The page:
High-ranking Syrian suspected of torturing prisoners arrested in Germany
Team of investigators led by Canadian consider Anwar R. 'a big fish'
Germany's arrest of a high-ranking Syrian suspected of crimes against humanity marks the first big success for a team of investigators who smuggled out a vast trove of incriminating evidence early in the war, one of its members said Wednesday.
German prosecutors said the suspect, a man identified as Anwar R., and one other Syrian citizen identified as Eyad A., had been arrested on suspicion of crimes including torture of prisoners during their work for Syria's intelligence service. A third arrest was made in France.
Germany has "universal jurisdiction" laws that allow it to prosecute people for crimes against humanity committed anywhere in the world. Such crimes can be prosecuted in France if the suspect is resident there or a victim is French.
"The significance of the arrests is that the trials are going to be the first time that torturers and victims are going to come face to face in a court of law," said Mazen Darwish, a Syrian lawyer.
"Survivors of the systematic torture of civilians in Assad jails are going to give evidence against their executioners, and this is a first," he said.
The investigation was supported by the Commission for International Justice and Accountability (CIJA), a team funded by the United States and several European governments, which has been quietly building cases for years.
Its deputy director, Nerma Jelacic, said CIJA had provided documentary evidence and witness testimony against Anwar R.
"For the kind of people you can find in Europe, this is a big fish," Jelacic told Reuters.
'Systemic and brutal torture'
In 2011 and 2012, Anwar R. headed Branch 251 and later Branch 285 of Syria's General Intelligence Directorate, where officials had free rein to detain and interrogate suspected opposition activists, she said.
"These two branches are the most notorious ones. One of our witnesses has described Branch 251 as the most effective, dangerous and secretive branch, and responsible for 98 per cent of the violence committed.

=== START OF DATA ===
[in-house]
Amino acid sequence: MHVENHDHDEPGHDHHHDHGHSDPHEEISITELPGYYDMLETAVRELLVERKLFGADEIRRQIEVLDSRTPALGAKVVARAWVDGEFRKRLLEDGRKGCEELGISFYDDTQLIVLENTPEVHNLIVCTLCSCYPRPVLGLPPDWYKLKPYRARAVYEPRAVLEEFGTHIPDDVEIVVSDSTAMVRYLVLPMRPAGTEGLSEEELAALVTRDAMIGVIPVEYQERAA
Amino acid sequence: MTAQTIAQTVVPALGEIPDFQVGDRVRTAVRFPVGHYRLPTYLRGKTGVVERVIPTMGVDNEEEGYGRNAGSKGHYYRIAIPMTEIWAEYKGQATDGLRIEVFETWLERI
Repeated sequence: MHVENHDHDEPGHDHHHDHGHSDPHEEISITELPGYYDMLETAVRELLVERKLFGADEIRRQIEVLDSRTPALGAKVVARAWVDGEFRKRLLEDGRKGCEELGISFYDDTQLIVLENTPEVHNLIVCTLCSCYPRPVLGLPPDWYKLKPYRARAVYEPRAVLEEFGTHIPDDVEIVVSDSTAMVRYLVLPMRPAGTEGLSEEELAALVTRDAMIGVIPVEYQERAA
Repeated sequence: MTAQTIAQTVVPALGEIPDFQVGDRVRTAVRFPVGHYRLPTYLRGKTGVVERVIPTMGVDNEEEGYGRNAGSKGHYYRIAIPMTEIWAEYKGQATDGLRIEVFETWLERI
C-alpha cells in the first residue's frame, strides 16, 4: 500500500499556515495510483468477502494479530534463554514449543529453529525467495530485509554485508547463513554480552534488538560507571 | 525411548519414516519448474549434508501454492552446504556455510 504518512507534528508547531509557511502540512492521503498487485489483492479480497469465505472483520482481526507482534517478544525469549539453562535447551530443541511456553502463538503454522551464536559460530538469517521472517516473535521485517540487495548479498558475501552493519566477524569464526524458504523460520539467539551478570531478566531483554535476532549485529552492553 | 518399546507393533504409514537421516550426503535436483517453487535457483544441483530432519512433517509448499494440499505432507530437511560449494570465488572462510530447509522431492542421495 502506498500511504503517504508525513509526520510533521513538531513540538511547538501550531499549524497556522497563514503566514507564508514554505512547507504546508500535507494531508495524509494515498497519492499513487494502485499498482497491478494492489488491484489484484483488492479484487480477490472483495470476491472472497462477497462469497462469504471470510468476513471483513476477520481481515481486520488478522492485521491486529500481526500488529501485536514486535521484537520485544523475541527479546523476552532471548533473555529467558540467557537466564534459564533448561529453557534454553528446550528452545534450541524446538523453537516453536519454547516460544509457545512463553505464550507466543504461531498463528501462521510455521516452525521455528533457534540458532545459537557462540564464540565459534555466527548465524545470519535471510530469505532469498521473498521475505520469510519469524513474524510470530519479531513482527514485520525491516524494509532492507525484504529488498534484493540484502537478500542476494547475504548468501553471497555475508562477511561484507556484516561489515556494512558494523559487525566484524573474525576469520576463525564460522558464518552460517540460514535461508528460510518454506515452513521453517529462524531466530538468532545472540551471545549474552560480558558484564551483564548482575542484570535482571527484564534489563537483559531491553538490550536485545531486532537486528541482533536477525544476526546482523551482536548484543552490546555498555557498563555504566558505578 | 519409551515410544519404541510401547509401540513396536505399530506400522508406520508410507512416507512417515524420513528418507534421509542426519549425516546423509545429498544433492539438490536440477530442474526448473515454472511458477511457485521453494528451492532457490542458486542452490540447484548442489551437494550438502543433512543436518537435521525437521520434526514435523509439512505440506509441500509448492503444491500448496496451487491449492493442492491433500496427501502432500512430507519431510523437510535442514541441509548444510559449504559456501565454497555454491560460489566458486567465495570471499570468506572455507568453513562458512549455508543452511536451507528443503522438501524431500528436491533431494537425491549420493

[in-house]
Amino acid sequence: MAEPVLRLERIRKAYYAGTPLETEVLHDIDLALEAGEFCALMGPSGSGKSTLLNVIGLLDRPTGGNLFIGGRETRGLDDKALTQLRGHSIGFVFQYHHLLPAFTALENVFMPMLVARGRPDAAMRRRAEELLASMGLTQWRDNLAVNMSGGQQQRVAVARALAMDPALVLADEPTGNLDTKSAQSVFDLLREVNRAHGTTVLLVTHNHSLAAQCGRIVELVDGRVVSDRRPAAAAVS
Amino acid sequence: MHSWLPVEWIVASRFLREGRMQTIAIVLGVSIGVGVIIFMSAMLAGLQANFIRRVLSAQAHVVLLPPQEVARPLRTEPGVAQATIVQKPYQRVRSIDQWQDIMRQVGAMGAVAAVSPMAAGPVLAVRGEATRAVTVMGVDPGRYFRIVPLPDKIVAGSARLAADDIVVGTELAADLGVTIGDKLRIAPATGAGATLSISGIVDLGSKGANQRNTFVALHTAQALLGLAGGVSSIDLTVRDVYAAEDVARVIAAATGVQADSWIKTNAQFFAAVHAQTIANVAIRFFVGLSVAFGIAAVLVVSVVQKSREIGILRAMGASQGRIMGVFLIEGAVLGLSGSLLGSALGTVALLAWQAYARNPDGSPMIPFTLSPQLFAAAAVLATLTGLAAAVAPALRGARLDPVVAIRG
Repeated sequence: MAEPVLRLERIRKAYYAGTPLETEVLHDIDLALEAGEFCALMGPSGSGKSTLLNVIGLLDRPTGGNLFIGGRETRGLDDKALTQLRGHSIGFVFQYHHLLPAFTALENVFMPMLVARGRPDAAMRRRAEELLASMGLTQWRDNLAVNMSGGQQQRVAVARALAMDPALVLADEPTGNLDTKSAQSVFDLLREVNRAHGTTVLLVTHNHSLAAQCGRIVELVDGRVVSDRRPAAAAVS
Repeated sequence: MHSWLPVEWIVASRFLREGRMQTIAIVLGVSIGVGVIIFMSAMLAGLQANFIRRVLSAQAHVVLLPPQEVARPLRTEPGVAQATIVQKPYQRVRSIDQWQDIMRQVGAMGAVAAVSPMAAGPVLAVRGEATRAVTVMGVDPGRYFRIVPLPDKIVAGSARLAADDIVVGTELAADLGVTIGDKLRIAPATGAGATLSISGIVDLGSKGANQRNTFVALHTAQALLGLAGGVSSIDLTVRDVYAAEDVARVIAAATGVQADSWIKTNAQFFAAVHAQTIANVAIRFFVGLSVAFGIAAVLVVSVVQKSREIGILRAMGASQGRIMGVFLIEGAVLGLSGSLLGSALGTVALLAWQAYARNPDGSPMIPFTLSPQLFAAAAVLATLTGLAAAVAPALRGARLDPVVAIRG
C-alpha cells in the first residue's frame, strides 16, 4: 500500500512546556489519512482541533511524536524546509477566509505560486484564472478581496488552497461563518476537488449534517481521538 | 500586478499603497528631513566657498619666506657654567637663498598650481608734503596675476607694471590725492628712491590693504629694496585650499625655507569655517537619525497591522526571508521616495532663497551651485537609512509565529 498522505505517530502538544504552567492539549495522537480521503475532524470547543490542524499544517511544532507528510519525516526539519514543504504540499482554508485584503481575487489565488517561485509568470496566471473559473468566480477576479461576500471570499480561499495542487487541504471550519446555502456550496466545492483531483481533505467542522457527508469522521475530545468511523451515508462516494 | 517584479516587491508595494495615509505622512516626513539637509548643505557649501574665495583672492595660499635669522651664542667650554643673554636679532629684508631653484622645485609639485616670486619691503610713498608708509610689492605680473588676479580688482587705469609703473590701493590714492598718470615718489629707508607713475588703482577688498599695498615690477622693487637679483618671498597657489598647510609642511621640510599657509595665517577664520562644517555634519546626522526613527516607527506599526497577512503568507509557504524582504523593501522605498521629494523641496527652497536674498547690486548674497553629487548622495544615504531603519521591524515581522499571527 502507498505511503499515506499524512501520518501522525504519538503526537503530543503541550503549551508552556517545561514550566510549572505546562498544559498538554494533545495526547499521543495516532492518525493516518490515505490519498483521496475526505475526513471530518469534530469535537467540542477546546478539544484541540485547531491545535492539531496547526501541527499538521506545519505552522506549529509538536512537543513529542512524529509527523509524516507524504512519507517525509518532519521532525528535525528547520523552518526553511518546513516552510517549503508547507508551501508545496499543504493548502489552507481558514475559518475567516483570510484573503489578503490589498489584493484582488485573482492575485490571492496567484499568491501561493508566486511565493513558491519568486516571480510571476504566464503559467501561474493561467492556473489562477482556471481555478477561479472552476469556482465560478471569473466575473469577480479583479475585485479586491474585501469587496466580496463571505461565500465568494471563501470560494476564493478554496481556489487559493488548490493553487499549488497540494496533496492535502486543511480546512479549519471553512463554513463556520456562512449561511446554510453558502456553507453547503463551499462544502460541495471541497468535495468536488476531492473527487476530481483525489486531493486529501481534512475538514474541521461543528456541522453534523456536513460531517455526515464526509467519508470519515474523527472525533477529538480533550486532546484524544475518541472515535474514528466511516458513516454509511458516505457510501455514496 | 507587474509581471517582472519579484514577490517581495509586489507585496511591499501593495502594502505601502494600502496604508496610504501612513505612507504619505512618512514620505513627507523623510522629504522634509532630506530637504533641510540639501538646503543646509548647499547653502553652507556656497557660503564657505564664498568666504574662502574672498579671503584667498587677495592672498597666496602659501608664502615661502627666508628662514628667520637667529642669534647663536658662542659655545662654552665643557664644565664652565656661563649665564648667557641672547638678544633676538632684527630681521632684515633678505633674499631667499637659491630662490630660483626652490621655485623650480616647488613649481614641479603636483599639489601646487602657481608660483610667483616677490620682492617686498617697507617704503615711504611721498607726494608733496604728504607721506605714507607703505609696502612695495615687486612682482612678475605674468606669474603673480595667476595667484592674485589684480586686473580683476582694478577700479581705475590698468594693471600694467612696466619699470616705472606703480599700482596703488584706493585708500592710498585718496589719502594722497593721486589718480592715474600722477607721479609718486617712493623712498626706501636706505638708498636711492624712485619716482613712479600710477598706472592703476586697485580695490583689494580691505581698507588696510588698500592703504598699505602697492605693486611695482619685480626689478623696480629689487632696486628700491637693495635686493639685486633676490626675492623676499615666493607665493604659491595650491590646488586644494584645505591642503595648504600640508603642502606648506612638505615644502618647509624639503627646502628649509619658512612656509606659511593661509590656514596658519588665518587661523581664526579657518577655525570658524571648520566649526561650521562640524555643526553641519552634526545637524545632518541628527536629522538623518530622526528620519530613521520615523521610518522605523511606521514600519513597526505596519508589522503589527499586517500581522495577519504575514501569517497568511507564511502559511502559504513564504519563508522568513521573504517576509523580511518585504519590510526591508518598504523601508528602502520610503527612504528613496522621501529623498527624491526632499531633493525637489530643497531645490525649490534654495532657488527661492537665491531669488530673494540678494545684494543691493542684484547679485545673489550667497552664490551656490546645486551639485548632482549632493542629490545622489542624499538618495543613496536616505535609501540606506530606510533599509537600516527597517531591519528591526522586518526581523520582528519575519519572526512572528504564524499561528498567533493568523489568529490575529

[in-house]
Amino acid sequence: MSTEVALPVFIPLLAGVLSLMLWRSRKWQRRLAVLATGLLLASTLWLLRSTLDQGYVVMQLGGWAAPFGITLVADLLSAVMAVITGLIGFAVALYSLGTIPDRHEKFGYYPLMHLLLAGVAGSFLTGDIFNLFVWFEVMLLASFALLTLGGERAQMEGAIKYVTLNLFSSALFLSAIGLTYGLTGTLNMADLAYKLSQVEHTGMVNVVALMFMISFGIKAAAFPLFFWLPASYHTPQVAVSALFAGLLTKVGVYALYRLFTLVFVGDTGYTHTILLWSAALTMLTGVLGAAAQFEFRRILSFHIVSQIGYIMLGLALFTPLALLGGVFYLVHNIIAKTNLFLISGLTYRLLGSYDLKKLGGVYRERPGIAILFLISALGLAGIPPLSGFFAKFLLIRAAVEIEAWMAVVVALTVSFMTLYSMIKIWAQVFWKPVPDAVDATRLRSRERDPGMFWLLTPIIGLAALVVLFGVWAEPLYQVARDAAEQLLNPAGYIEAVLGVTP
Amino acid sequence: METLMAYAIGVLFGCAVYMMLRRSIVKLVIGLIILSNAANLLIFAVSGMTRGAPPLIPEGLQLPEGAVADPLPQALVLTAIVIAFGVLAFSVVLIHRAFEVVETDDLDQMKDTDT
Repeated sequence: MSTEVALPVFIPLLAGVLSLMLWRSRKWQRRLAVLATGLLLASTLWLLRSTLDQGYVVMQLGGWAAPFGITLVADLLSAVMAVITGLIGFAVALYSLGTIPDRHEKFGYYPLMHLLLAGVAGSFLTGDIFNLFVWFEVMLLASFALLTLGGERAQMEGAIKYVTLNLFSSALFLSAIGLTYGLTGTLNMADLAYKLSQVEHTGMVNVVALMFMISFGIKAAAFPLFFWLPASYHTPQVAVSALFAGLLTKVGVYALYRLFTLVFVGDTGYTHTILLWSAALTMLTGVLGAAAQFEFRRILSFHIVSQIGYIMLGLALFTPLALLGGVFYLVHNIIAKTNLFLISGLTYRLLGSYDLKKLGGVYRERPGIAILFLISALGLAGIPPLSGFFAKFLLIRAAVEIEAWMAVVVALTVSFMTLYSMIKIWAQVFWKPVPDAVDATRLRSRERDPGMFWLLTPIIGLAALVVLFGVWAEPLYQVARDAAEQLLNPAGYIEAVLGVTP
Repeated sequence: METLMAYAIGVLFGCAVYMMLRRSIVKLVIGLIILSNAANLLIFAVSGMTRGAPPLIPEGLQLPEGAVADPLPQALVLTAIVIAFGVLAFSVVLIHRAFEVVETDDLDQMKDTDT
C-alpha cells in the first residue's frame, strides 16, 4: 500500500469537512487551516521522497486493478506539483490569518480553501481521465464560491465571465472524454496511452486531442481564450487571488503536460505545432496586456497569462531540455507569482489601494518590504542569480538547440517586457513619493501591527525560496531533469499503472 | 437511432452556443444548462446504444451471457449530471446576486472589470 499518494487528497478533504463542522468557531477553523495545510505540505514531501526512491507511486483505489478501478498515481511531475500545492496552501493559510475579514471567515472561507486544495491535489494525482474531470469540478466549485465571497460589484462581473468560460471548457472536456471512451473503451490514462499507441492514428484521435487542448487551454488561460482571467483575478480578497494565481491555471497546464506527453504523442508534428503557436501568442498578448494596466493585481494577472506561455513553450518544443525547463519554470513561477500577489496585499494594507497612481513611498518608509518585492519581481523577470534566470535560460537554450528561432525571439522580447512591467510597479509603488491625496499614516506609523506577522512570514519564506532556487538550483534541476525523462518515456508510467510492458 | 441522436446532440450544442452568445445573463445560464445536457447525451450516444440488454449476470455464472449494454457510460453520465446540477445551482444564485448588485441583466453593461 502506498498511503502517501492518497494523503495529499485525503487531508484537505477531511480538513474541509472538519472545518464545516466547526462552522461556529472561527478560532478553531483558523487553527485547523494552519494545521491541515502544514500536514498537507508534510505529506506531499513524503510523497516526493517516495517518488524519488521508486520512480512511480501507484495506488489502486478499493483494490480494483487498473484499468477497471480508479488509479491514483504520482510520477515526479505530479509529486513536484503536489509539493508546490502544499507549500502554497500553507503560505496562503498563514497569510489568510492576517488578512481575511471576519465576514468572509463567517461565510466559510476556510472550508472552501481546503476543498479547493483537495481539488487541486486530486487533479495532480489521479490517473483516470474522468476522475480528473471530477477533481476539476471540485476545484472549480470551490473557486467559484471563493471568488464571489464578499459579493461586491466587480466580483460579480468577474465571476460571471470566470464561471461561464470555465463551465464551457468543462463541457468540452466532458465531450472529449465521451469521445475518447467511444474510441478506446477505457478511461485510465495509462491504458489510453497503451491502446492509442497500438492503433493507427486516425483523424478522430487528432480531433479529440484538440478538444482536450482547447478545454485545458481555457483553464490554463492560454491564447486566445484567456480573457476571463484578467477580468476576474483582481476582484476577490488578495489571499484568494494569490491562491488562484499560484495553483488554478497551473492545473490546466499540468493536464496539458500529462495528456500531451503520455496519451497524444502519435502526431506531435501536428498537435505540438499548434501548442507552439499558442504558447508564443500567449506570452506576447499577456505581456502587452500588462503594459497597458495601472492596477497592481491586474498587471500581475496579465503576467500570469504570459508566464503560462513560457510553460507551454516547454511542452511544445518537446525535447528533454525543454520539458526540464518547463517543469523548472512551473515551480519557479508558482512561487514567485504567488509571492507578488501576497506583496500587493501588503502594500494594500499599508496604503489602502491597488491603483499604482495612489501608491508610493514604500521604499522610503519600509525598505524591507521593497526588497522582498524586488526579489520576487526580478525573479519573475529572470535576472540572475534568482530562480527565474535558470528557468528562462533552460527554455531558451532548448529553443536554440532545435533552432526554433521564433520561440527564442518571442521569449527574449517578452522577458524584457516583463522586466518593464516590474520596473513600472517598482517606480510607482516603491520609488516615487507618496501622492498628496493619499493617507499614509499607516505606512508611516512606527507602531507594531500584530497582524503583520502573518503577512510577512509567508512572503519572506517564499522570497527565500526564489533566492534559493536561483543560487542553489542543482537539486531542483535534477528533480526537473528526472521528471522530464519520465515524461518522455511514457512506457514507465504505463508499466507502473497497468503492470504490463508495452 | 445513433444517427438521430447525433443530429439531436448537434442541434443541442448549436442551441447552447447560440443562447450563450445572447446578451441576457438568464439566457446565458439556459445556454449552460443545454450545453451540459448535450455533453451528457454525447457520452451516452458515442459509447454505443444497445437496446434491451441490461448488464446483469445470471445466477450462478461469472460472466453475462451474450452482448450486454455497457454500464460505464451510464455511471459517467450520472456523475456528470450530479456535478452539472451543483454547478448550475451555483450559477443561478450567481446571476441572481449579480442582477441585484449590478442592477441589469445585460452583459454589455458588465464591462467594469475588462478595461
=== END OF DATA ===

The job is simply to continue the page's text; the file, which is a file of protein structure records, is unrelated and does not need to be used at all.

"That branch was not only receiving people into detention but also carrying out raids and searches for individuals wanted for organizing the protests [against President Bashar al-Assad's rule]."
Anwar R. would be on the third rung down from Assad and would not have had direct contact with him, she said.
"As head of the so-called investigative department, Anwar R. assigned and directed the operations in the prison, including the use of systematic and brutal torture," German prosecutors said in a statement.
The other Syrian is suspected of helping to kill two people and torturing at least 2,000 people as an intelligence worker between July 2011 and January 2012, it said. He is suspected of working in the department Anwar A. was directing.
The suspect in France was arrested on Tuesday near Paris on suspicion of committing torture, crimes against humanity and war crimes between 2011 and 2013, Paris prosecutors said.
Canadian ex-soldier at the helm
CIJA is led by Bill Wiley, a Canadian ex-soldier who advised the defence in the trial of Iraqi leader Saddam Hussein, and is a veteran of the Rwanda and Yugoslavia war crimes tribunals.
By working with Syria's opposition, not including groups designated by the United Nations as "terrorists," CIJA managed to exfiltrate 700,000 pages from Syrian intelligence and security archives, a potential gold mine for human rights prosecutors.
Wiley told Reuters in 2014 that CIJA was preparing prosecution-ready dossiers, despite not having a court that would hear its cases.
Syria is not a member of the International Criminal Court. Its allies on the UN Security Council, Russia and China, have blocked efforts to refer the matter to the ICC, despite reams of evidence collected by the United Nations, CIJA and others.
Jelacic said CIJA was now providing support to 13 countries, and was getting requests for assistance "almost on a daily basis." It answered close to 500 requests from law enforcement last year, with information pertaining to ISIS as well as Syrian government officials.
Last month its evidence and testimony were used in a U.S. lawsuit where a judge ruled that Assad's government was liable for at least $302.5 million in damages for its role in the 2012 death of renowned U.S. journalist Marie Colvin.